Vahan Terian

From Wikipedia, the free encyclopedia
Jump to: navigation, search
Vahan Teryan
Teryan2020.jpg
Born Vahan Sukias Ter-Grigoryan
28 January 1885
Gandzani, Tiflis Governorate, Russian Empire
Died 7 January 1920
Orenburg, Russian SFSR
Occupation Poet
Nationality Armenian
Education University of Moscow
Lazarian College
Period 1903-1911
Genre Lyric poetry
Spouse Susanna Terian

Vahan Terian (Armenian: Վահան Տերյան; January 28, 1885 – January 7, 1920) was an Armenian poet, lyrist and public activist. He is known for his sorrowful, romantic poems, the most famous of which are still read and sung in their musical versions.

Biography[edit]

Vahan Teryan on a 2011 Armenian stamp.

Terian was born in the Gandza Armenian village (Գանձա, განძანი) of Javakheti region in Russian Empire (now in Georgia). Schooled in Tiflis, he then studied at the Lazarian College in Moscow, where he was exposed to symbolism and joined the Russian Social Democrats. He was jailed by Czarist police for his political activity.

He published his first book of poems, "Dreams at Dusk", in 1908, which made him an immediate sensation, Hovhannes Tumanian calling him the most original lyric poet of his age. He later published "Night Remembrance", "The Golden Legend", "The Return", "The Golden Link", "In the Land of Nairi" (where he substitute the word 'Nairi' for each instance where the word 'Armenia' would have suited), and "The Cat's Paradise". His poems are filled with images of rain, mist, pallid fields and shapeless shadows, symbols of sorrow, despair and eventually, peace.

In 1913, Terian left Moscow University for the University of St. Petersburg, where he majored in oriental languages, intensifying his political involvement. After the revolution he became representative of Armenians in the Ministry of Nations, personally working with Lenin and Stalin. He died in Orenburg of tuberculosis shortly before his 35th birthday. Each year there is a commemoration of his life in Javakhk region (Akhaltsikhe and Akhalkalak), at Gandza village, where he was born.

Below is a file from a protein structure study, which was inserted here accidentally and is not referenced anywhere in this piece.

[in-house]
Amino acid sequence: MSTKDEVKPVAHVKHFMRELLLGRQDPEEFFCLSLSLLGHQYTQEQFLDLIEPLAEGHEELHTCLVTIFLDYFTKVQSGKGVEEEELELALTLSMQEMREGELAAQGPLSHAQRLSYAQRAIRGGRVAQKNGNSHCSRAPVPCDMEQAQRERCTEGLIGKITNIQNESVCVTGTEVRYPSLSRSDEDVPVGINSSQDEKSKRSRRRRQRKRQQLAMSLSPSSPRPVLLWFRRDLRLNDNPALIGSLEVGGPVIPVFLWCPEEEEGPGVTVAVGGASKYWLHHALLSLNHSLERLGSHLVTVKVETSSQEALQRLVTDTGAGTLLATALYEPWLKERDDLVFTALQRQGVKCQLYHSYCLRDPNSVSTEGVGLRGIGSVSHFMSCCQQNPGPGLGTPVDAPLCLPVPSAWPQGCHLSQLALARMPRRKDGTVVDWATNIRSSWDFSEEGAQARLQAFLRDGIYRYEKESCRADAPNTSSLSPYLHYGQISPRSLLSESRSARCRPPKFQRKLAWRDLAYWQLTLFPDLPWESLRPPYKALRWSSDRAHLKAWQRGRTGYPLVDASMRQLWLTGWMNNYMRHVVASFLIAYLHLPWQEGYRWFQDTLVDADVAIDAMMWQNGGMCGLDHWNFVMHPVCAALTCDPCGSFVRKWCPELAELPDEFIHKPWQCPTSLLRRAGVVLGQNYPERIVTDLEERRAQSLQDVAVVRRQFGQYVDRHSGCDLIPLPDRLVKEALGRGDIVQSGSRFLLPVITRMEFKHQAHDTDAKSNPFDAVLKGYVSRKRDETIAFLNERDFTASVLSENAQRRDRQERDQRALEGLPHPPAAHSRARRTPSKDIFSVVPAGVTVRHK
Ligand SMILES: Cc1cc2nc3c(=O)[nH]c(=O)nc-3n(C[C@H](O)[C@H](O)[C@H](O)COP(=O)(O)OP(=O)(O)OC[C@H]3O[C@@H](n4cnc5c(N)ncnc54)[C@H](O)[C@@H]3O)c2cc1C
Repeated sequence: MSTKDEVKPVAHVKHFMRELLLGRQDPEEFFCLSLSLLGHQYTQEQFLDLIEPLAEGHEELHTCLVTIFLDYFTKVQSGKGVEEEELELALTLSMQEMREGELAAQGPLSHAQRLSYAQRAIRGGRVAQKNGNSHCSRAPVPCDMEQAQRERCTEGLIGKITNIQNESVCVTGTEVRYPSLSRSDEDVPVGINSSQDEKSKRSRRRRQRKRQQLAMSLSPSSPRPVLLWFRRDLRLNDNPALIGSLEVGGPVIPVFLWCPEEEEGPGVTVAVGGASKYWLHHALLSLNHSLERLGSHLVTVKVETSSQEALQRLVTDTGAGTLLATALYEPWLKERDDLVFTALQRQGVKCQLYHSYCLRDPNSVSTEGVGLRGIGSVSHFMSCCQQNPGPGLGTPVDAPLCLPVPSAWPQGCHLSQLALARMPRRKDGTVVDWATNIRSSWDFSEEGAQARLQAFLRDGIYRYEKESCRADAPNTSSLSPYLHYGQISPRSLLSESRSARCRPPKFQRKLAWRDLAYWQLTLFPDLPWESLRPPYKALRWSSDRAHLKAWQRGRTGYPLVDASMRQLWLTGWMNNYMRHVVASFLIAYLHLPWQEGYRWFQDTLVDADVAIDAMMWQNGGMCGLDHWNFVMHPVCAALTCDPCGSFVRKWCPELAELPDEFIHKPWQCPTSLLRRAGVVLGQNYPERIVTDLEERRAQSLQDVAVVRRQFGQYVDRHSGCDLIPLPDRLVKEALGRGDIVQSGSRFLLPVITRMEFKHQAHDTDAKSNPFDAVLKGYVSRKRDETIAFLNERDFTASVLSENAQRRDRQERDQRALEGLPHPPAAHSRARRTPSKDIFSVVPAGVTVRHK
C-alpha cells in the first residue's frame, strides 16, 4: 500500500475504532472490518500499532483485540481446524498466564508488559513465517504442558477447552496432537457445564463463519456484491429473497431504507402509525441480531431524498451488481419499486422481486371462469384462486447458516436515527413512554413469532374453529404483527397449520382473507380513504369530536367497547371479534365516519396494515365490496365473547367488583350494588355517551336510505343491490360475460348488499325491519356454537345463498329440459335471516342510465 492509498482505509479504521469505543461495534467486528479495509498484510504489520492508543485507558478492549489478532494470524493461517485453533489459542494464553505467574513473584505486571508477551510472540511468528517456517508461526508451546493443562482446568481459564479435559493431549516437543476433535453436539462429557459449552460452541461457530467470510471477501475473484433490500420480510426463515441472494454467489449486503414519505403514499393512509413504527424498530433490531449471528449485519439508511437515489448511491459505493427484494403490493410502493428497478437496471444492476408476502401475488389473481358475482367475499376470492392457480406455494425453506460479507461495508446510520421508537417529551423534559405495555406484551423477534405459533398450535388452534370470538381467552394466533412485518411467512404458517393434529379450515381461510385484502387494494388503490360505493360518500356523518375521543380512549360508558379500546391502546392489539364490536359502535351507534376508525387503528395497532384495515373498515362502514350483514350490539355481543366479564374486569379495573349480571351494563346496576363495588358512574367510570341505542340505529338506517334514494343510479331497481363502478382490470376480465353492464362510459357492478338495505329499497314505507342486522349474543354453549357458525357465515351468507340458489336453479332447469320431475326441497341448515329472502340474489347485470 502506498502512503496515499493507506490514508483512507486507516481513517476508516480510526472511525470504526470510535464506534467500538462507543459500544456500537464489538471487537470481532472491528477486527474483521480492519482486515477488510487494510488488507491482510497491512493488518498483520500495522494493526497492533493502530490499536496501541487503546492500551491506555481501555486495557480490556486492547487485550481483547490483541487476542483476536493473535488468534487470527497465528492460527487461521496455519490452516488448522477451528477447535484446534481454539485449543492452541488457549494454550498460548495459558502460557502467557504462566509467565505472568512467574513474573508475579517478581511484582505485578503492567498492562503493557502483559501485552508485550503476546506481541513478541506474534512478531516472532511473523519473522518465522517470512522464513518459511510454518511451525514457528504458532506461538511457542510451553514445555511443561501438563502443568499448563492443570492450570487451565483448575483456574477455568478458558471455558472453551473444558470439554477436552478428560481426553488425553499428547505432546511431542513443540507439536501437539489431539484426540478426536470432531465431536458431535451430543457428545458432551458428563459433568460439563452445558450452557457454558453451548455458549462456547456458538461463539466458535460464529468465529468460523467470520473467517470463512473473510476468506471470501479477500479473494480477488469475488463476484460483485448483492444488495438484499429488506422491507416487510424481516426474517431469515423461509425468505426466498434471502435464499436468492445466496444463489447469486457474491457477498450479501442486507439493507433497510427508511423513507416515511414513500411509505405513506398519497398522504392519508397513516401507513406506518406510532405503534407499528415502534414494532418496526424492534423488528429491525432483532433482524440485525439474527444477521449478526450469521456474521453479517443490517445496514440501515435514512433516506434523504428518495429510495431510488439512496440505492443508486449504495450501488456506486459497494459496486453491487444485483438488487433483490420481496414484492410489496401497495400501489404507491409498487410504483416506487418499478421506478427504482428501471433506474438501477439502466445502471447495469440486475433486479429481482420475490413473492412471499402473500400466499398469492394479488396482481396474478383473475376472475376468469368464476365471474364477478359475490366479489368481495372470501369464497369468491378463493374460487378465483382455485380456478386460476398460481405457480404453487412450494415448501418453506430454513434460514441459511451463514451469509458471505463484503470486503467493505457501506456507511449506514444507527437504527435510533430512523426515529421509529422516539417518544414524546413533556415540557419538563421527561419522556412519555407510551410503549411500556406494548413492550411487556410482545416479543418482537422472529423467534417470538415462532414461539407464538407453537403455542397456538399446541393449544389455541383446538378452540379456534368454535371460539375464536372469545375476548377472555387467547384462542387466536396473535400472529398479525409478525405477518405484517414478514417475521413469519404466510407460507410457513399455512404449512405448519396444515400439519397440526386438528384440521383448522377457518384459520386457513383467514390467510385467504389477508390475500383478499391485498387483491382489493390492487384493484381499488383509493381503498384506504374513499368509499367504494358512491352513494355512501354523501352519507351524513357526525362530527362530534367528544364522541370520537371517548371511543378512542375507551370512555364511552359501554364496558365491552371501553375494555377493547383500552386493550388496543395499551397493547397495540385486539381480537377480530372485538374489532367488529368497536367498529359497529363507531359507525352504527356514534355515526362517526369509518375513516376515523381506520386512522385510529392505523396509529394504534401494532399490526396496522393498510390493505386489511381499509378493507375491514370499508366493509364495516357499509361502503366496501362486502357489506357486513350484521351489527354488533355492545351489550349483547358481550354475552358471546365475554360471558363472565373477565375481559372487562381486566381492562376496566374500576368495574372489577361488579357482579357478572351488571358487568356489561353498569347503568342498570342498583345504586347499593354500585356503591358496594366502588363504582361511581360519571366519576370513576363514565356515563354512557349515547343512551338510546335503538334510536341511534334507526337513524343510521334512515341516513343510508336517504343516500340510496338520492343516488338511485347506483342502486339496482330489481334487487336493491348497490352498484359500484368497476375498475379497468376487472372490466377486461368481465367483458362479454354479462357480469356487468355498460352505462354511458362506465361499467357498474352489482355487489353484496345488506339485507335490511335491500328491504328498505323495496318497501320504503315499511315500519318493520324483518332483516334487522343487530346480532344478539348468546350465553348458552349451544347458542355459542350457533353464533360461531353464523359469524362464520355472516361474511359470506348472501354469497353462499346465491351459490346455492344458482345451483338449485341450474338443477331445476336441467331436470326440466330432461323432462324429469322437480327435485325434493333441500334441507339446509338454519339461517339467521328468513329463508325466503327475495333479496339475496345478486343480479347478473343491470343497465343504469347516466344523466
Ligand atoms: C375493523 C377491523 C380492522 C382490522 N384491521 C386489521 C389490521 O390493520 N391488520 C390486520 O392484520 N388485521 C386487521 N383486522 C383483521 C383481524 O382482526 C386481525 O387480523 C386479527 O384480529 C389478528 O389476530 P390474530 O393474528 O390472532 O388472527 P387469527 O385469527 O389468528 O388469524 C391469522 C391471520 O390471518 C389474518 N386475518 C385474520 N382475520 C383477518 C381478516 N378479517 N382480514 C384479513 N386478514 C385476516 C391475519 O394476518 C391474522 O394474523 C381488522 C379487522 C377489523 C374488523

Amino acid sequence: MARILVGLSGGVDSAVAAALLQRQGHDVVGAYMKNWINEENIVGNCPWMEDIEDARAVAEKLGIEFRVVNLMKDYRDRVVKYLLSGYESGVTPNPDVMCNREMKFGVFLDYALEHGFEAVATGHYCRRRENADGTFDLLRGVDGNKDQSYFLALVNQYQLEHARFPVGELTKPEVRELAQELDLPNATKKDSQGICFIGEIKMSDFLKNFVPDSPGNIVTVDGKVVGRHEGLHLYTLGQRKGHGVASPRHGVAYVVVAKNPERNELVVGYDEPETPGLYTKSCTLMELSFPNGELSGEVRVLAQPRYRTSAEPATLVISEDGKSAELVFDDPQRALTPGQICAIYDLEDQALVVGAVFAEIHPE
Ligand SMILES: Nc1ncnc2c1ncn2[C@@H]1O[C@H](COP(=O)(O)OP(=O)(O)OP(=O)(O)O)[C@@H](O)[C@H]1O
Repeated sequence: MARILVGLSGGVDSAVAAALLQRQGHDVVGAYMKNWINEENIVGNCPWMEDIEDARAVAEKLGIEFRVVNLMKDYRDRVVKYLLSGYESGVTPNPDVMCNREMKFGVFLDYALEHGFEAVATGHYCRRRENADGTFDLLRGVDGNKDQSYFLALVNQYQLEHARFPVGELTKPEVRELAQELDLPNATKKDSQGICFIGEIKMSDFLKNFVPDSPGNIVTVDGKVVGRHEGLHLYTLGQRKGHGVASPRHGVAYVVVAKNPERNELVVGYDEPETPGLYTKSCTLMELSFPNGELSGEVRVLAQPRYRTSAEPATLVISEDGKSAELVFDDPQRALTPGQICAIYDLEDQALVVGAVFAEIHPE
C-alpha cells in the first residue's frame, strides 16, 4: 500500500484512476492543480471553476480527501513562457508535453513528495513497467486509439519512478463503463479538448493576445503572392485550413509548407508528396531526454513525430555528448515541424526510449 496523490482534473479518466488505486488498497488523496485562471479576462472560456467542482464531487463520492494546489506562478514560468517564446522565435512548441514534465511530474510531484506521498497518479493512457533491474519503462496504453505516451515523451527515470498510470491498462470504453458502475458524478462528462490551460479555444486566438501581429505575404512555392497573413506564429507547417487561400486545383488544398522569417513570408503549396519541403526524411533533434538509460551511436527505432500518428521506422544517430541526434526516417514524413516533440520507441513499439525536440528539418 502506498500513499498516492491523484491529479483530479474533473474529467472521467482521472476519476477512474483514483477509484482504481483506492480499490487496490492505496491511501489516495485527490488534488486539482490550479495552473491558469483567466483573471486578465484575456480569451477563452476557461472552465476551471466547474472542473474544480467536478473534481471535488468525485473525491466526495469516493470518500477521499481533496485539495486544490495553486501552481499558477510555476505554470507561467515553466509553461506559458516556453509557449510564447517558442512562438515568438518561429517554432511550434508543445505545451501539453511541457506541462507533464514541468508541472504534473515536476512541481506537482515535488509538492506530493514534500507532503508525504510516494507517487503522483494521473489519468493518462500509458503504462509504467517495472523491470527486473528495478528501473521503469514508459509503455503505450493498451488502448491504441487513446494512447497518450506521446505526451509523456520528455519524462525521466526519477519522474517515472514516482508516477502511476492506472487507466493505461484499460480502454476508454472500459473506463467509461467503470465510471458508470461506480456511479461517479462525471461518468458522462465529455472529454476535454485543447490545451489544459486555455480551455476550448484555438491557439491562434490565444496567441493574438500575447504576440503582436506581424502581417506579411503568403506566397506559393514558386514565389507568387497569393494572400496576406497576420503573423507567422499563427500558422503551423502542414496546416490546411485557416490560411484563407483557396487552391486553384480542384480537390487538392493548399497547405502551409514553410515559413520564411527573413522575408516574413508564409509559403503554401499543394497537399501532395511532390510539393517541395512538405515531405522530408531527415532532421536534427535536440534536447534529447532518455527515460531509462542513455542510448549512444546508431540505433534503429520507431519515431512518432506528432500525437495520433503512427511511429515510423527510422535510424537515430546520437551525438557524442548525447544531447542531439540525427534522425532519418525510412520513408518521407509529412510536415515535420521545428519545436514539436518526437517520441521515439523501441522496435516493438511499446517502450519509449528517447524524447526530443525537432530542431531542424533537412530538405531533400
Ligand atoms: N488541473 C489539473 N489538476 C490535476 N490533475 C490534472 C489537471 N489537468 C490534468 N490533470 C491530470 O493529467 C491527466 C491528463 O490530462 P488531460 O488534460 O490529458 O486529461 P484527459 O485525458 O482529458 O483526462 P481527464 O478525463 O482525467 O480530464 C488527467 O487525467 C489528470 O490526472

In 1916, Vahan Terian published a collection of poems entitled Land of Nairi (in Armenian: (Yerkir Nairi), in which he uses Nairi in place of Armenia. Likewise in 1923, Yeghishe Charents wrote a satirical novella entitled Land of Nairi, using once again Nairi as a synonym for Armenia. Hayastan Yeghiazarian, interestingly, used Nairi Zarian as his pen-name, replacing his first name, Hayastan (which is what Armenians call Armenia in their own language since the Late Middle Ages) with Nairi.

Works in Armenian[edit]

Works in Russian[edit]

Teryan's tomb in Komitas Pantheon, Yerevan

References[edit]

External links[edit]